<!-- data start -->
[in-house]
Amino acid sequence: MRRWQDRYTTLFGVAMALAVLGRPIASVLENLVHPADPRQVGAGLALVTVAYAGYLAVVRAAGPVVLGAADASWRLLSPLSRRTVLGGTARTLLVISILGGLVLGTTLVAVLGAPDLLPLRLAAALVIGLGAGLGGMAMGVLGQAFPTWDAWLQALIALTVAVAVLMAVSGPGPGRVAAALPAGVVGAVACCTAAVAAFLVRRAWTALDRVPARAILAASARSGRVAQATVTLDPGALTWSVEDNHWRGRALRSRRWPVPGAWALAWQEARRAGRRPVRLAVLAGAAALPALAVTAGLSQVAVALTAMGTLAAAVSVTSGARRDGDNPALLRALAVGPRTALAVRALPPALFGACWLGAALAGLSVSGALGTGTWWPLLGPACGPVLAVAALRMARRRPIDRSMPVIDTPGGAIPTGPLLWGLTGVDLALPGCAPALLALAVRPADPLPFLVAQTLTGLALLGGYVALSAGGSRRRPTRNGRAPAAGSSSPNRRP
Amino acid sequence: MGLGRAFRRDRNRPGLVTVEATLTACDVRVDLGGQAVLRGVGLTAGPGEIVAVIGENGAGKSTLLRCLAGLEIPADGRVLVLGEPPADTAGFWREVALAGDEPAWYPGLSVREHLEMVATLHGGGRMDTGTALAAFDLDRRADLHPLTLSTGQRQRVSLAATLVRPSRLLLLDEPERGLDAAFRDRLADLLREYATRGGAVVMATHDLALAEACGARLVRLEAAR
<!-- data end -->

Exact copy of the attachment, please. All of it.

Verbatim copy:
[in-house]
Amino acid sequence: MRRWQDRYTTLFGVAMALAVLGRPIASVLENLVHPADPRQVGAGLALVTVAYAGYLAVVRAAGPVVLGAADASWRLLSPLSRRTVLGGTARTLLVISILGGLVLGTTLVAVLGAPDLLPLRLAAALVIGLGAGLGGMAMGVLGQAFPTWDAWLQALIALTVAVAVLMAVSGPGPGRVAAALPAGVVGAVACCTAAVAAFLVRRAWTALDRVPARAILAASARSGRVAQATVTLDPGALTWSVEDNHWRGRALRSRRWPVPGAWALAWQEARRAGRRPVRLAVLAGAAALPALAVTAGLSQVAVALTAMGTLAAAVSVTSGARRDGDNPALLRALAVGPRTALAVRALPPALFGACWLGAALAGLSVSGALGTGTWWPLLGPACGPVLAVAALRMARRRPIDRSMPVIDTPGGAIPTGPLLWGLTGVDLALPGCAPALLALAVRPADPLPFLVAQTLTGLALLGGYVALSAGGSRRRPTRNGRAPAAGSSSPNRRP
Amino acid sequence: MGLGRAFRRDRNRPGLVTVEATLTACDVRVDLGGQAVLRGVGLTAGPGEIVAVIGENGAGKSTLLRCLAGLEIPADGRVLVLGEPPADTAGFWREVALAGDEPAWYPGLSVREHLEMVATLHGGGRMDTGTALAAFDLDRRADLHPLTLSTGQRQRVSLAATLVRPSRLLLLDEPERGLDAAFRDRLADLLREYATRGGAVVMATHDLALAEACGARLVRLEAAR